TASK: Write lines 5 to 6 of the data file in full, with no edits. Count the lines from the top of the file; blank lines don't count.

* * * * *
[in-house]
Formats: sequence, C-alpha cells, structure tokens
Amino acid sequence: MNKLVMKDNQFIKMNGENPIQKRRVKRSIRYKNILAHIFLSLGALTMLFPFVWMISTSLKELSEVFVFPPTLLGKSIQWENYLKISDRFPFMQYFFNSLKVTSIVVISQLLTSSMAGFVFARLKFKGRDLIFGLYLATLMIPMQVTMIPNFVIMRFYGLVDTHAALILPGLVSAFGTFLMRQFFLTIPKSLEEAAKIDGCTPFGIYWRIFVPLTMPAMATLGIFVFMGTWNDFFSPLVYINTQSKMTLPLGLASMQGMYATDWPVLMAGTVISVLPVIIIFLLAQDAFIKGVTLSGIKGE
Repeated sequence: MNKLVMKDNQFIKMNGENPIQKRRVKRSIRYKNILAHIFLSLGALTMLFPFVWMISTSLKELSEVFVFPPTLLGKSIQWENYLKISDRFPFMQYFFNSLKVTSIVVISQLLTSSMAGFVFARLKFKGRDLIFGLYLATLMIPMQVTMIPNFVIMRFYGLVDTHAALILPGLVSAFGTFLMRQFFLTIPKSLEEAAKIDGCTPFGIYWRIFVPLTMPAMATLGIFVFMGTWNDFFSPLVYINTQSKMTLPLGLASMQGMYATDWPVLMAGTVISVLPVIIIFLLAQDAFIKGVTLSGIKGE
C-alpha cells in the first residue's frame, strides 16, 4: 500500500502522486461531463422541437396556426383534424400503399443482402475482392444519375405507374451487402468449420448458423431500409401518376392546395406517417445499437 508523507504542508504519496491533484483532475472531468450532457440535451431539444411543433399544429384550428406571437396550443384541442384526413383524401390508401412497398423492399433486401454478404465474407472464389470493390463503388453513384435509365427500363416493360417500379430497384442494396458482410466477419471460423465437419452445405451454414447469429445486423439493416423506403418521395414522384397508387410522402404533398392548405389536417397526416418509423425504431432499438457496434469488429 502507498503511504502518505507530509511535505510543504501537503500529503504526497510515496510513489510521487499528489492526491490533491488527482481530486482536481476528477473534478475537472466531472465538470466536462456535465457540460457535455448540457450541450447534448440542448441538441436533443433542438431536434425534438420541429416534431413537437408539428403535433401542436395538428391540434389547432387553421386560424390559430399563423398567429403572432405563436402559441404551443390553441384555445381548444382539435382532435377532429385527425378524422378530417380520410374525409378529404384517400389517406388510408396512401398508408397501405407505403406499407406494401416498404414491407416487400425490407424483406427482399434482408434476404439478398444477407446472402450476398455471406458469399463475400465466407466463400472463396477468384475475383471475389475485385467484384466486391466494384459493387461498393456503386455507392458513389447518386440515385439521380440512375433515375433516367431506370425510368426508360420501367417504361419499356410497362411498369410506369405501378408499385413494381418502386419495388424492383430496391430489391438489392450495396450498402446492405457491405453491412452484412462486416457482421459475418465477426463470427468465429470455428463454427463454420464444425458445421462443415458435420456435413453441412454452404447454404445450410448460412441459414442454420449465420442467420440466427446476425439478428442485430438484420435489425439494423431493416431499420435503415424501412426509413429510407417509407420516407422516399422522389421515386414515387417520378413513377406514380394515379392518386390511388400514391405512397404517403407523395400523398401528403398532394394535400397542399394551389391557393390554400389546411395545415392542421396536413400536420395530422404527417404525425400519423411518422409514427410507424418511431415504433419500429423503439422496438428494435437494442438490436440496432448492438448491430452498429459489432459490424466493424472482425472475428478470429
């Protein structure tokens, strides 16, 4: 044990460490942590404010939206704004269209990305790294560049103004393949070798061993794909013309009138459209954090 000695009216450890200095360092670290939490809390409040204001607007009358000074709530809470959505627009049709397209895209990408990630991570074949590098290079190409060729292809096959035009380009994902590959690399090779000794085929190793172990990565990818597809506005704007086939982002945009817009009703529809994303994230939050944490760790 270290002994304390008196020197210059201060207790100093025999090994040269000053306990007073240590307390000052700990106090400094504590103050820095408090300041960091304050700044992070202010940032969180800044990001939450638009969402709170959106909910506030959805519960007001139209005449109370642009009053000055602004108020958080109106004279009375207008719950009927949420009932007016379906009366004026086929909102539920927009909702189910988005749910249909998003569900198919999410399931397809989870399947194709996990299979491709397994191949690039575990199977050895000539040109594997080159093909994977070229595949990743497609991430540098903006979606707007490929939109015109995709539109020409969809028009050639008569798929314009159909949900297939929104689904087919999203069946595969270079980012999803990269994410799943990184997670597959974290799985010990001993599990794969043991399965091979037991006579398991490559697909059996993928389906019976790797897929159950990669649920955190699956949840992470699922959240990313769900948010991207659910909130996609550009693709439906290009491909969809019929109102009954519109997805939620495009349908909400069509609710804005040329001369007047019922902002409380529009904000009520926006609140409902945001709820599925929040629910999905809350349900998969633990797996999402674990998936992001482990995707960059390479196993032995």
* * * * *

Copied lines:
C-alpha cells in the first residue's frame, strides 16, 4: 500500500502522486461531463422541437396556426383534424400503399443482402475482392444519375405507374451487402468449420448458423431500409401518376392546395406517417445499437 508523507504542508504519496491533484483532475472531468450532457440535451431539444411543433399544429384550428406571437396550443384541442384526413383524401390508401412497398423492399433486401454478404465474407472464389470493390463503388453513384435509365427500363416493360417500379430497384442494396458482410466477419471460423465437419452445405451454414447469429445486423439493416423506403418521395414522384397508387410522402404533398392548405389536417397526416418509423425504431432499438457496434469488429 502507498503511504502518505507530509511535505510543504501537503500529503504526497510515496510513489510521487499528489492526491490533491488527482481530486482536481476528477473534478475537472466531472465538470466536462456535465457540460457535455448540457450541450447534448440542448441538441436533443433542438431536434425534438420541429416534431413537437408539428403535433401542436395538428391540434389547432387553421386560424390559430399563423398567429403572432405563436402559441404551443390553441384555445381548444382539435382532435377532429385527425378524422378530417380520410374525409378529404384517400389517406388510408396512401398508408397501405407505403406499407406494401416498404414491407416487400425490407424483406427482399434482408434476404439478398444477407446472402450476398455471406458469399463475400465466407466463400472463396477468384475475383471475389475485385467484384466486391466494384459493387461498393456503386455507392458513389447518386440515385439521380440512375433515375433516367431506370425510368426508360420501367417504361419499356410497362411498369410506369405501378408499385413494381418502386419495388424492383430496391430489391438489392450495396450498402446492405457491405453491412452484412462486416457482421459475418465477426463470427468465429470455428463454427463454420464444425458445421462443415458435420456435413453441412454452404447454404445450410448460412441459414442454420449465420442467420440466427446476425439478428442485430438484420435489425439494423431493416431499420435503415424501412426509413429510407417509407420516407422516399422522389421515386414515387417520378413513377406514380394515379392518386390511388400514391405512397404517403407523395400523398401528403398532394394535400397542399394551389391557393390554400389546411395545415392542421396536413400536420395530422404527417404525425400519423411518422409514427410507424418511431415504433419500429423503439422496438428494435437494442438490436440496432448492438448491430452498429459489432459490424466493424472482425472475428478470429
């Protein structure tokens, strides 16, 4: 044990460490942590404010939206704004269209990305790294560049103004393949070798061993794909013309009138459209954090 000695009216450890200095360092670290939490809390409040204001607007009358000074709530809470959505627009049709397209895209990408990630991570074949590098290079190409060729292809096959035009380009994902590959690399090779000794085929190793172990990565990818597809506005704007086939982002945009817009009703529809994303994230939050944490760790 270290002994304390008196020197210059201060207790100093025999090994040269000053306990007073240590307390000052700990106090400094504590103050820095408090300041960091304050700044992070202010940032969180800044990001939450638009969402709170959106909910506030959805519960007001139209005449109370642009009053000055602004108020958080109106004279009375207008719950009927949420009932007016379906009366004026086929909102539920927009909702189910988005749910249909998003569900198919999410399931397809989870399947194709996990299979491709397994191949690039575990199977050895000539040109594997080159093909994977070229595949990743497609991430540098903006979606707007490929939109015109995709539109020409969809028009050639008569798929314009159909949900297939929104689904087919999203069946595969270079980012999803990269994410799943990184997670597959974290799985010990001993599990794969043991399965091979037991006579398991490559697909059996993928389906019976790797897929159950990669649920955190699956949840992470699922959240990313769900948010991207659910909130996609550009693709439906290009491909969809019929109102009954519109997805939620495009349908909400069509609710804005040329001369007047019922902002409380529009904000009520926006609140409902945001709820599925929040629910999905809350349900998969633990797996999402674990998936992001482990995707960059390479196993032995």